Volker Weidermann

From Wikipedia, the free encyclopedia
Jump to navigation Jump to search

Volker Weidermann
Volker Weidermann Leipziger Buchmesse 2014.JPG
Volker Weidermann (2014)
Born (1969-11-06) 6 November 1969 (age 48)
Darmstadt, West Germany
Nationality German
Occupation Writer
Literary critic
Literary editor

Volker Weidermann (born 1969) is a German writer and literary critic. He currently works for Frankfurter Allgemeine Zeitung as the literary director and editor of the newspaper's Sunday edition. In 2015, he changed to Der Spiegel.[1]

Life[edit]

Weidermann studied political science along with German language and linguistics at Heidelberg and Berlin. For many years he wrote as a Literary critic for the Berlin-based Tageszeitung, where he was employed as editor between 1998 and 2001.[2] He then switched to the "Literary directorship" of the then newly established Sunday edition of the venerable Frankfurter Allgemeine Zeitung. Since 2003 he has headed up the publication jointly with Claudius Seidl.[2]

Wiedermann is publishing the collected output of the prolific pacifist writer Armin T. Wegner: the first volume appeared in 2012. That was also the year in which he took on a guest professorship at Washington University in St. Louis, Missouri.[3] He lives in Berlin.[4]

Publications[edit]

March 2006 saw the appearance of Weidermann's literary history, "Lichtjahre" (literally "light years"), subtitled, rather more helpfully. "A short history of German Literature from 1945 till today".[5] This gave rise to a discussion about the division of literary criticism in Germany into two mutually unhearing camps, characterized by Hubert Winkels of the national radio station as the "Emphatic and the Gnostic".[6] The distinction drawn by Winkels, writing in Die Zeit, is between literary critics such as Weidermann, who paid close attention to the vitality, realism and passion of an author's output and those who actually concentrated on the textual form and style along with the language and the dramaturgy. One camp hankers after "true life" while the other looks out for "true literature". Predictably, having defined the polar opposites in this way, Winkels is critical of both.[7]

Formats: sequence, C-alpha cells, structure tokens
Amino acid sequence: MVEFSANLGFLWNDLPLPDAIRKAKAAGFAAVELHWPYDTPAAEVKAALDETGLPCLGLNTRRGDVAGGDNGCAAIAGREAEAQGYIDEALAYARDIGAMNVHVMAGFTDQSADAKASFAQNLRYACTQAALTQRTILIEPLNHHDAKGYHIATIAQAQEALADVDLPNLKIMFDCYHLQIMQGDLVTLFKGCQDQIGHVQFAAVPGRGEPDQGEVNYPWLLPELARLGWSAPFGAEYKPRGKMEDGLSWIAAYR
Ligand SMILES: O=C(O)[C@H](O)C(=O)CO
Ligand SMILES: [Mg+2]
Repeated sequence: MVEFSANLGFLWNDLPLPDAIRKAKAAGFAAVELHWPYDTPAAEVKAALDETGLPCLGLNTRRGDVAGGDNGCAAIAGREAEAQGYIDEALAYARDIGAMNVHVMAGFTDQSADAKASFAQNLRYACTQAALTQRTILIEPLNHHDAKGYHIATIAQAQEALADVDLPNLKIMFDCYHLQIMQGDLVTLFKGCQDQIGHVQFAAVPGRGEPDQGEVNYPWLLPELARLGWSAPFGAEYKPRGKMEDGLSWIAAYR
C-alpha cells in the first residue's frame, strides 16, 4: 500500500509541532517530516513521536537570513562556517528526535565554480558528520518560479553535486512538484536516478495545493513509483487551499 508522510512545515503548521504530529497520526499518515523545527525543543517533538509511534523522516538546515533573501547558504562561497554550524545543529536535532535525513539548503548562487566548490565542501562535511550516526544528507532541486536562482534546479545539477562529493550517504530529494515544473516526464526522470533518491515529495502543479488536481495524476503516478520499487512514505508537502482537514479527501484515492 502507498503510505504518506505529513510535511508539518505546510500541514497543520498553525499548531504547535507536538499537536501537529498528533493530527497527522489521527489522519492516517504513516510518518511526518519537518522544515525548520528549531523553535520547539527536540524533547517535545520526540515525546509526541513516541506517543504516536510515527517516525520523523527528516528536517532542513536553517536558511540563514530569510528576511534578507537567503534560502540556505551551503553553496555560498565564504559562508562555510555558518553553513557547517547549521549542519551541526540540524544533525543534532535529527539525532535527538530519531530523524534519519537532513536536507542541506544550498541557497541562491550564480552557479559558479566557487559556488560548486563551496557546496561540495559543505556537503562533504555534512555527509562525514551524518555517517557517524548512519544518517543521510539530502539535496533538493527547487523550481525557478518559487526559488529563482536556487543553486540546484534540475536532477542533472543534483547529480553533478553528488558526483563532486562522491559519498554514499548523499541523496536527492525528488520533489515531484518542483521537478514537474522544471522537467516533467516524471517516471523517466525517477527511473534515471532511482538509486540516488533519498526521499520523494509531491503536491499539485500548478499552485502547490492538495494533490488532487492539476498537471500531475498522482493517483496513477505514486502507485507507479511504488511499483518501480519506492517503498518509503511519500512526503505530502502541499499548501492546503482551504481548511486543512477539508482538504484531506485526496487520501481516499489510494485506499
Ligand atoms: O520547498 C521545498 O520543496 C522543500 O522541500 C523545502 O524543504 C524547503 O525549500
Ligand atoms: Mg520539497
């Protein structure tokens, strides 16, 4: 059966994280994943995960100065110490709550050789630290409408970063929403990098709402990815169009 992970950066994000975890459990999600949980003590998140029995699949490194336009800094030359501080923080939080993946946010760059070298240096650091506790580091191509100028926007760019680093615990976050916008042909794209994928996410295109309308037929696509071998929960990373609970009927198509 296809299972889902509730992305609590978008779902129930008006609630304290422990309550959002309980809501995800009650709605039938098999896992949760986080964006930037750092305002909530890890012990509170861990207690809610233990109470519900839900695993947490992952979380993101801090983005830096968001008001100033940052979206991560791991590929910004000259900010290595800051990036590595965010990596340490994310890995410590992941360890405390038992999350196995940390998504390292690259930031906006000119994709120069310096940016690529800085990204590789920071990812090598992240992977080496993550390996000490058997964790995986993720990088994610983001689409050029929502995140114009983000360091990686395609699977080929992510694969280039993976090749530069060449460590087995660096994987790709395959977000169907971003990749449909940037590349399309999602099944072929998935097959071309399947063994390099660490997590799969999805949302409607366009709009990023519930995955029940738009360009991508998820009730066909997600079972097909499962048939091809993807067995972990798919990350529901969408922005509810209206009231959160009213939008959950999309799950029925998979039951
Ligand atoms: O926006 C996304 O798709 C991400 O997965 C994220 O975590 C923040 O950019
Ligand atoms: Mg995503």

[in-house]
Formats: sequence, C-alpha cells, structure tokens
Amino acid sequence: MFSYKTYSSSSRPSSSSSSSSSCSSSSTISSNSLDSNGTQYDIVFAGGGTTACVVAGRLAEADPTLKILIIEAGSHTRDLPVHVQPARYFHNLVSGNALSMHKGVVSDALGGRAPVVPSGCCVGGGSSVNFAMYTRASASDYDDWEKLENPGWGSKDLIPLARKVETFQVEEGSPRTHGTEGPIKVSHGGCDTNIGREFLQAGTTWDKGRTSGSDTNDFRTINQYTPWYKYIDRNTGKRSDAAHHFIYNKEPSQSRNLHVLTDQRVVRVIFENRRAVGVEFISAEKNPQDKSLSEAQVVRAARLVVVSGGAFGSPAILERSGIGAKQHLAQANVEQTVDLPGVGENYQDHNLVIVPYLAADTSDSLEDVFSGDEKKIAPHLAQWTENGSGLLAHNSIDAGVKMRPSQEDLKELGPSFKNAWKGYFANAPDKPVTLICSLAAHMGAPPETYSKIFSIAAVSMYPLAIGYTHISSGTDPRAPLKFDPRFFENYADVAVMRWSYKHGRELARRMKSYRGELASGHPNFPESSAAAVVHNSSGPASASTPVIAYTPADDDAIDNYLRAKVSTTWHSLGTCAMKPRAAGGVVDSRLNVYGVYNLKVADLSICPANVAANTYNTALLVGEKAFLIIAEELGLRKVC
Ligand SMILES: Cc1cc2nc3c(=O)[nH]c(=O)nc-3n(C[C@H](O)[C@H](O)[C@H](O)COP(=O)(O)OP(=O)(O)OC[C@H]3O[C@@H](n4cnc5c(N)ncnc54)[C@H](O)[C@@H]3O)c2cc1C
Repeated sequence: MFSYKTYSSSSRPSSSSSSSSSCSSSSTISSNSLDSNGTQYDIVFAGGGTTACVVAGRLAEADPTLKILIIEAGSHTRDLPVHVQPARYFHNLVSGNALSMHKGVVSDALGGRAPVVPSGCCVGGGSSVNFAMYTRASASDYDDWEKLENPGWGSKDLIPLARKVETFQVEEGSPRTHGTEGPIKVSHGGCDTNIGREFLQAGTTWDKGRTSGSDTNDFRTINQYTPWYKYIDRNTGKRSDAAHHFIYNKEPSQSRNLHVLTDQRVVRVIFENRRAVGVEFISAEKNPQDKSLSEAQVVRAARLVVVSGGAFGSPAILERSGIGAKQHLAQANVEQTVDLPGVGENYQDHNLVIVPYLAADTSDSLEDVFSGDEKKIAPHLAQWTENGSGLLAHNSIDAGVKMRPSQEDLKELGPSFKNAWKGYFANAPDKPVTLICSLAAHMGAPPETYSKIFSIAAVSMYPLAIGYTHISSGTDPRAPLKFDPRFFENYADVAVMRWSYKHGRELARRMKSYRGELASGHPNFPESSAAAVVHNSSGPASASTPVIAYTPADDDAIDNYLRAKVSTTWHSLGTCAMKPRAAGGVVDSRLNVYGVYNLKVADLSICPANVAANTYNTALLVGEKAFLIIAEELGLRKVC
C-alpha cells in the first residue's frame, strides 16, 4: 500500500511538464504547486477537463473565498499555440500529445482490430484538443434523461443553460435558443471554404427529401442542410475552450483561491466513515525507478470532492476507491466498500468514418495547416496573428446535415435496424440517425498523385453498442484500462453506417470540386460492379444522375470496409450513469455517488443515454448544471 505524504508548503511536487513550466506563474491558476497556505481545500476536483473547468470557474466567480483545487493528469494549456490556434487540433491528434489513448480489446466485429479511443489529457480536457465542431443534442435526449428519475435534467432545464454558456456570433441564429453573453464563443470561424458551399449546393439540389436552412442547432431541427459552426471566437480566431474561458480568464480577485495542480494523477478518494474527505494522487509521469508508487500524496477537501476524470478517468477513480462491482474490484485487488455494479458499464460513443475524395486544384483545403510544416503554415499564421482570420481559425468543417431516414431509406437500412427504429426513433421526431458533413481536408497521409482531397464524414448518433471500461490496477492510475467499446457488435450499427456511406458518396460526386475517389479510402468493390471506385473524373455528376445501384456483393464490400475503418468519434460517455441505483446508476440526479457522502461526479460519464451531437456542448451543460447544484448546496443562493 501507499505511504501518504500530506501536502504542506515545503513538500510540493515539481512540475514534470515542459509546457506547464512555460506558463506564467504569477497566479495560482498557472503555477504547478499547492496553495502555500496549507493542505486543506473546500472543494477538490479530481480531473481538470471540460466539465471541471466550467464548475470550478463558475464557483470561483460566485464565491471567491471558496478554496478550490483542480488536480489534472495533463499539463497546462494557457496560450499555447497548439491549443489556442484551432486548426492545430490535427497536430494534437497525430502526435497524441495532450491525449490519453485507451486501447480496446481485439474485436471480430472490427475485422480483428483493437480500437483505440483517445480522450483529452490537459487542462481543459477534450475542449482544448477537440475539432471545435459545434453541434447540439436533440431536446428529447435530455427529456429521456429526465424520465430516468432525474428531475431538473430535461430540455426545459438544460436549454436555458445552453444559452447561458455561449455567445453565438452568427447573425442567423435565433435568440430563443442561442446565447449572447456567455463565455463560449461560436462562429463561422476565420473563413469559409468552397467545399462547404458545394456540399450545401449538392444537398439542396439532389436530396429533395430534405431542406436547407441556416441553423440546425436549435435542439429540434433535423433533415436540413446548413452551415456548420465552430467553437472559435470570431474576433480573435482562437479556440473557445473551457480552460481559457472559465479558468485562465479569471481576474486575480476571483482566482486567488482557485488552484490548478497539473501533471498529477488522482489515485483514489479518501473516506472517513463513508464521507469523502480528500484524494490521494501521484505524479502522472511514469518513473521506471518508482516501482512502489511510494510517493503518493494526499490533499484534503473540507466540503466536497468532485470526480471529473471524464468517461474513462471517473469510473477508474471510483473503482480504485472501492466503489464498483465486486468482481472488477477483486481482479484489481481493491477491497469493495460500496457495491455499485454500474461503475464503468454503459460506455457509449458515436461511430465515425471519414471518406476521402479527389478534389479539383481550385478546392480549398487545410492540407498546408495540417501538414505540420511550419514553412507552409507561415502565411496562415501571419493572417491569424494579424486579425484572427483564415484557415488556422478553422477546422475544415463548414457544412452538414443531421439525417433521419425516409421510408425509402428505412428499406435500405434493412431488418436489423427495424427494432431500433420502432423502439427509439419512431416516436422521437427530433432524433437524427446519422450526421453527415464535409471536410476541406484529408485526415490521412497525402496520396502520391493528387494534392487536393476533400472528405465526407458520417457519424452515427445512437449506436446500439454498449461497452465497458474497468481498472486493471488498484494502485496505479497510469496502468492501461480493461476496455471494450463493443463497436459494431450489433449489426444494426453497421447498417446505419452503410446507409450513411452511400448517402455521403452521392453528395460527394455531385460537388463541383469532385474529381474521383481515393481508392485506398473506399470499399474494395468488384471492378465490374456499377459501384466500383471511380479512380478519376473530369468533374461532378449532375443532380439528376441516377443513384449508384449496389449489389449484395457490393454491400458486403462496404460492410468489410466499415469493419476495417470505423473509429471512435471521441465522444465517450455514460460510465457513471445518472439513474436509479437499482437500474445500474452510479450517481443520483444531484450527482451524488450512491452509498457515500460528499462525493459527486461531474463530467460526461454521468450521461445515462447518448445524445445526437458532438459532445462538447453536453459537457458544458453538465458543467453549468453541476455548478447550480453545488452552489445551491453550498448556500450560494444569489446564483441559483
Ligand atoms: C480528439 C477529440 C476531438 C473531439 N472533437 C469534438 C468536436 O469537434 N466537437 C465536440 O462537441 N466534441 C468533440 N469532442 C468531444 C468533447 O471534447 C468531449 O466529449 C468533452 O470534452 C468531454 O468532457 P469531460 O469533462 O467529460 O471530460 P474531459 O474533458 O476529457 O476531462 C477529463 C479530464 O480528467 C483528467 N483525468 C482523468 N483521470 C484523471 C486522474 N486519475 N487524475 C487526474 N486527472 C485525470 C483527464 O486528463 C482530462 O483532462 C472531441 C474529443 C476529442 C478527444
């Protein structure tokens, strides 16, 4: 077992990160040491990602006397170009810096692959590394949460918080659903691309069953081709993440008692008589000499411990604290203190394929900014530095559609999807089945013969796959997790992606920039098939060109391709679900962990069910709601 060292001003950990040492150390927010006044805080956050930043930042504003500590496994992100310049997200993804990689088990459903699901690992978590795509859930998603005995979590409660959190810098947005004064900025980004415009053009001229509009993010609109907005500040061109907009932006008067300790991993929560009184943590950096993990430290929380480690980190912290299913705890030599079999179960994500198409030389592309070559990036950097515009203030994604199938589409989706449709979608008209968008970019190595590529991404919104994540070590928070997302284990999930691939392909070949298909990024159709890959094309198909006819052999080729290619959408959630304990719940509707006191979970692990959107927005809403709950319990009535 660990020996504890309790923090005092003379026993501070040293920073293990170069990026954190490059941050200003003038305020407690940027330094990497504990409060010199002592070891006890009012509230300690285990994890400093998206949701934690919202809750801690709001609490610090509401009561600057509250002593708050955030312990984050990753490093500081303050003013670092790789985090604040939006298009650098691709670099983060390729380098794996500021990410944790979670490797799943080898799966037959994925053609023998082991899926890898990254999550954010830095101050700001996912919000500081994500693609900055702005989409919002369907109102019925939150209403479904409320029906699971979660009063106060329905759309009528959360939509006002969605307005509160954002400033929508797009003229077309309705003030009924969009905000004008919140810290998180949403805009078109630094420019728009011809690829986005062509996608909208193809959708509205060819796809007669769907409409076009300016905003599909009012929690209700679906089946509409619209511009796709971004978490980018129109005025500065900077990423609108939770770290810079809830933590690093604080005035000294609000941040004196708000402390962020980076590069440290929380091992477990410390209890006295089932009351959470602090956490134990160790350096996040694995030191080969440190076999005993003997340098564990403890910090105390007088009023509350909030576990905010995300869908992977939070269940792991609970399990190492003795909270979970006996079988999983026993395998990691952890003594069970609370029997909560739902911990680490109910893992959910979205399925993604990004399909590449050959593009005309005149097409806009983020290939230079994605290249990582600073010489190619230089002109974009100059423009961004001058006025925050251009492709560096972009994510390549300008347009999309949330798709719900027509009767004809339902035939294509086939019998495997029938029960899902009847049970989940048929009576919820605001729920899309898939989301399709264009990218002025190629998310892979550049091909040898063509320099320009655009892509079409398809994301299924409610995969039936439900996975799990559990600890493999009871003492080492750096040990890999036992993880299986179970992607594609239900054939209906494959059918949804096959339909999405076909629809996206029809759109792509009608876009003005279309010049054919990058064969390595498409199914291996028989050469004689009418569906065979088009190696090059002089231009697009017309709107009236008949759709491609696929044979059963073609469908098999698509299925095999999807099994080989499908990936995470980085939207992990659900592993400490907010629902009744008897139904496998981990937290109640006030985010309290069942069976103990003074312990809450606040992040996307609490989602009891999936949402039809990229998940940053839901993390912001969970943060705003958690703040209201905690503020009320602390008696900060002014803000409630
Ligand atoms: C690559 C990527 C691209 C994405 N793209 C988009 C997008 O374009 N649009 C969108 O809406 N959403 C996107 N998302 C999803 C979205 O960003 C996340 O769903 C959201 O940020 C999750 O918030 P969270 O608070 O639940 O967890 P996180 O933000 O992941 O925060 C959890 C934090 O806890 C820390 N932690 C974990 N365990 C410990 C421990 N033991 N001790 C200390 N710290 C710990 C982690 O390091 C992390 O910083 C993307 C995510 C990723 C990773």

Weidermann marked the 100th anniversary of the birth of Max Frisch with a critical new biography, published in 2010, entitled Max Frisch. Sein Leben, seine Bücher ("Max Frisch: His life and his books").[8]

Volker Weidermann: Principal publications

In 2008 the "Book of the Burned Books" ("Buch der verbrannten Bücher") appeared, comprising 131 miniature overviews of the lives and works of authors whose works were included in the 1933 Book Burnings. In 2009 this book won Weidermann the Kurt-Tucholsky-Preis for "literary journalism".[9] The biographical novel Ostende. 1936, Sommer der Freundschaft (Ostend 1936: Summer of friendship) appeared in 2014. It concerns the friendship of two very different writers, Stefan Zweig and Joseph Roth, and their meeting up at the Belgian coastal resort in 1936. Other exiled German writers and artists were there at the same time including Roth's latest love, Irmgard Keun, along with Hermann Kesten, Egon Erwin Kisch, Arthur Koestler, Willi Münzenberg, Ernst Toller and Toller's young wife, Christiane Grautoff.

External links[edit]

References[edit]

  1. ^ http://www.spiegel.de/impressum/autor-21920.html
  2. ^ a b Kurt Tucholsky-Gesellschaft: Kurzbiografie Weidermanns
  3. ^ Volker Weidermann bei der Frankfurter Allgemeinen Zeitung.
  4. ^ Volker Weidermann bei Kiepenheuer & Witsch.
  5. ^ "Eine kurze Geschichte der deutschen Literatur von 1945 bis heute"
  6. ^ "Emphatiker und Gnostiker"
  7. ^ Hubert Winkels: Emphatiker und Gnostiker. In: Die Zeit. 30. März 2006, Nr. 14.
  8. ^ Martin Ebel: Freunde von Frisch – seht euch dieses Buch nicht an! (Friends of Frisch, do not look at this book.) In: Tages-Anzeiger. 24. November 2010.
  9. ^ ... für "literarische Publizistik"